Last year promised to be the year of the tablet, and at least for Apple, it was. The nearly ubiquitous iPad managed not only to outsell every other tablet on the market by a wide margin, it also exceeded Mac sales in Q4 with a record 7.33 million units moved. Apple is not likely to lose its throne anytime soon, but competition is now making itself present from every possible angle. If Android's smartphone gains serve any indication this should be an interesting year for tablets.

We've compiled a comparative table with what we consider are the hottest tablets either currently available or announced so far. We'll update this guide as new tablets that catch our attention are announced and approaching their release, but with more than a dozen already in the market, this will serve as a starting point for narrowing down your purchase.

Click on the arrow to the right to expand and view the full comparison chart (11 tablets)

Apple iPad 2 Samsung Galaxy Tab 10.1 Asus Eee Pad Transformer HP TouchPad B&N Nook Color Motorola Xoom HTC Flyer BlackBerry PlayBook LG G-Slate Toshiba Thrive Acer Iconia Tab A500
Price $500-$830 $500-$600 $400-$500 $500-$600 $250 $600-$800 $500-$890 $500-$700 $800 $430-$580 $450
Availability Now Now Now July 1 Now Now Now Now Now July Now
Review/Info Review Review Review More info More info Review Review Review Review More info Review
Processor 1GHz dual-core Apple A5 1GHz dual-core Nvidia Tegra 2 1GHz dual-core Nvidia Tegra 2 1.2GHz dual-core Qualcomm MSM8660 800MHz single-core Ti OMAP 1GHz dual-core Nvidia Tegra 2 1.5GHz single-core Qualcomm MSM8255 1GHz dual-core ARM Cortex A9 1GHz dual-core Nvidia Tegra 2 1GHz dual-core Nvidia Tegra 2 1GHz dual-core Nvidia Tegra 2
Display 9.7-inch 10.1-inch 10.1-inch 9.7-inch 7-inch 10.1-inch 7-inch 7-inch 8.9-inch (3D capable) 10.1-inch 10.1-inch
Resolution 1024 x 768 1280 x 800 1280 x 800 1024 x 768 1024 X 600 1280 x 800 1024 X 600 1024 x 600 1280 x 768 1280 x 800 1280 x 800
RAM 512MB 1GB 1GB 1GB 512MB 1GB 1GB 1GB 1GB 1GB 1GB
Front camera VGA 2MP 1.2MP 1.3MP none 2MP 1.3MP 3MP 2MP 2MP 2MP
Rear camera 720p 3MP 5MP None none 5MP 5MP 5MP 5MP (3D capable) 5MP 5MP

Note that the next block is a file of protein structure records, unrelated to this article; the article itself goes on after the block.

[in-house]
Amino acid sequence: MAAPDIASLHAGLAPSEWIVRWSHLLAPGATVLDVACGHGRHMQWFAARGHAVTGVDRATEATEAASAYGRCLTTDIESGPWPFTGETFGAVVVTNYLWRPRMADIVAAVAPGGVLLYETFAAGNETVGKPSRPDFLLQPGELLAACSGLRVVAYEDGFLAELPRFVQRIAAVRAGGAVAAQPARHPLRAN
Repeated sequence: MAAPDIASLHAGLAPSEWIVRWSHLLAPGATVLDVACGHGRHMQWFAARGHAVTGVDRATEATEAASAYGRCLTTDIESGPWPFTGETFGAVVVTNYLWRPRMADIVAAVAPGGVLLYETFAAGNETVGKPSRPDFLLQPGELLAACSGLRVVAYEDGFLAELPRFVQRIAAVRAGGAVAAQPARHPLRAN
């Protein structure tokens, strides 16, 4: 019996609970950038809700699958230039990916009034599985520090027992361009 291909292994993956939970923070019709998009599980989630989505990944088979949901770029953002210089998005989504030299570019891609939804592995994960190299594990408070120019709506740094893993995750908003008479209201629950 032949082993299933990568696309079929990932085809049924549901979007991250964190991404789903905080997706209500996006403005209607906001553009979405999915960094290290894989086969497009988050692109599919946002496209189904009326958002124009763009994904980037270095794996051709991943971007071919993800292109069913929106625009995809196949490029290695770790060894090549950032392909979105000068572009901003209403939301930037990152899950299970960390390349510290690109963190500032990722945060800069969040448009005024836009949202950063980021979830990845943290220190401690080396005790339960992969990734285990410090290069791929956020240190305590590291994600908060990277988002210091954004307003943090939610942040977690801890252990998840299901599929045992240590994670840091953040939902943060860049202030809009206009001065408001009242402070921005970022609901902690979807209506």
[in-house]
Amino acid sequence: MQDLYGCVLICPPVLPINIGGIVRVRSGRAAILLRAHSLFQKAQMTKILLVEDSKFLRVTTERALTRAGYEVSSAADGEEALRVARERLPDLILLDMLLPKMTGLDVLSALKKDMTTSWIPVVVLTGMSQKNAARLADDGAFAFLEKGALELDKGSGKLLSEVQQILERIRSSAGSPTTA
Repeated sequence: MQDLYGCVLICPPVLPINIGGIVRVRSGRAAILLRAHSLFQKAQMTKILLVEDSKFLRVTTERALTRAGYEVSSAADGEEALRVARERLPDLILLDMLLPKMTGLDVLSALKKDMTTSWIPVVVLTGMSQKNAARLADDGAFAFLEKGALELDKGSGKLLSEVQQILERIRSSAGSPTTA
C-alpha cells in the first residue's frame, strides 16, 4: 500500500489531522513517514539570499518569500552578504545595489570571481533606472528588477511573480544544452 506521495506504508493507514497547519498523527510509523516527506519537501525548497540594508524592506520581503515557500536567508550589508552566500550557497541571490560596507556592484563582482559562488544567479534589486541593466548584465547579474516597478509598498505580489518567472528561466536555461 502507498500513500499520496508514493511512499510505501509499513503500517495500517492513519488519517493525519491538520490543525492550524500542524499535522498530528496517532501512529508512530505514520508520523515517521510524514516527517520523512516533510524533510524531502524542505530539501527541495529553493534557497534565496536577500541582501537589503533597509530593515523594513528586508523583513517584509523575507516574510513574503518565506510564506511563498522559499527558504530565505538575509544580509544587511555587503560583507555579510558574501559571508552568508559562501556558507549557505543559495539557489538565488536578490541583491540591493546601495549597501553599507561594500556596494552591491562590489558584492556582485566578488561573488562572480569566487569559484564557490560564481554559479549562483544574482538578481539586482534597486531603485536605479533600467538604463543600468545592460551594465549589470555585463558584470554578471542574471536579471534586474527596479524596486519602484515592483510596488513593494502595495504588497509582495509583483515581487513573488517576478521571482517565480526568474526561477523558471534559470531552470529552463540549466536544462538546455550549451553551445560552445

Storage 16GB, 32GB, 64GB 16GB, 32GB 16GB, 32GB 16GB, 32GB 8GB 32GB 16GB, 32GB 16GB, 32GB, 64GB 32GB 8GB, 16GB, 32GB 16GB
USB No Yes (with $150 dock) Yes Yes Yes Yes Yes Yes Yes Yes
HDMI (with $40 cable) (with $40 cable) Yes No No Yes No Yes Yes Yes Yes
Wireless Connectivity Wi-Fi, Bluetooth, 3G Wi-Fi, Bluetooth Wi-Fi, Bluetooth Wi-Fi, Bluetooth Wi-Fi, Bluetooth Wi-Fi, Bluetooth, 3G/4G Wi-Fi, Bluetooth, 3G/4G Wi-Fi, Bluetooth Wi-Fi, Bluetooth, 3G/4G Wi-Fi, Bluetooth Wi-Fi, Bluetooth
GPS (on 3G models) Yes Yes (on 3G models) No Yes Yes Yes Yes Yes Yes
Operating System iOS 4.3 Android 3.1 Honeycomb Android 3.1 Honeycomb webOS 3.0 Android 2.2 Froyo Android 3.1 Honeycomb Android 2.3 Gingerbread BlackBerry Tablet OS Android 3.0 Honeycomb Android 3.1 Honeycomb Android 3.0 Honeycomb
Flash Support No Yes Yes Yes Yes Yes Yes Yes Yes Yes Yes
App Marketplace iTunes Android Market Android Market webOS
App Store
Nook Apps Android Market Android Market App World Android Market Android Market Android Market
Weight 603-608g 595g 680g 740g 448g 730g 420g 400g 590g 770g 770g

Apple's iPad remains one of the best options out there, largely due to its relatively mature ecosystem and overall polished operating system. The second-generation model hit store shelves in March, taking the same $500 starting price as its predecessor while sporting a slimmer design, a faster dual-core A5 processor with up to 9 times faster graphics, and rear and front facing cameras. Furthermore, iOS 5 is set to arrive this fall packing more than 200 new features, including wireless sync, revamped notifications, a new BBM-like messaging application, and iCloud synchronization.

On the Android camp, Motorola made a splash earlier this year when it released the first tablet to run Google's tablet-optimized operating system (aka Honeycomb). But initial enthusiasm for the device didn't translate into stellar sales, in part because of its high price but also due to its thick design and the fact that some features were missing at launch.

Eventually more Android 3.0 Honeycomb tablets made it to the market and now we have options like Acer's Iconia Tab, offering features on par with the Motorola Xoom at iPad-beating prices (but weighing in among the heftiest Android tablets), and the Asus Eee Pad Transformer, which has a tempting $400 starting price and an optional keyboard dock.

The Samsung Galaxy Tab 10.1 was launched recently amid positive reviews, taking the title for slimmest tablet on the planet, and we're curious to see how Toshiba's Thrive fares when it launches next month for $430. Other noteworthy options include the 3D capable G-Slate (or Optimus Pad) from LG, though it's certainly priced at a premium, and the HTC Flyer that offers an optional stylus and has a 4G variant known as the EVO View ($400 with 2-year contract).

In our opinion Windows tablets simply cannot provide the same level of experience as their iOS and Android counterparts, so we're not including any model in this update -- and most don't even make it to retail anyway.

Lastly, there's the BlackBerry PlayBook and HP TouchPad. The former hasn't been doing too well, but diehard BlackBerry users will stand behind the platform, while the latter is set to face an uphill battle when it debuts on July 1. At least on the surface webOS seems like a very polished OS but it hasn't had much luck on the adoption side and thus with third-party developers.

Changelog

June 2011
Added: Asus Eee Pad Transformer
Added: Barnes & Noble Nook Color
Added: HTC Flyer
Added: Toshiba Thrive
Added: Acer Iconia Tab A500
Removed: Apple iPad
Removed: Dell Streak 7
Removed: Notion Ink Adam
Removed: Asus Eee Slate EP121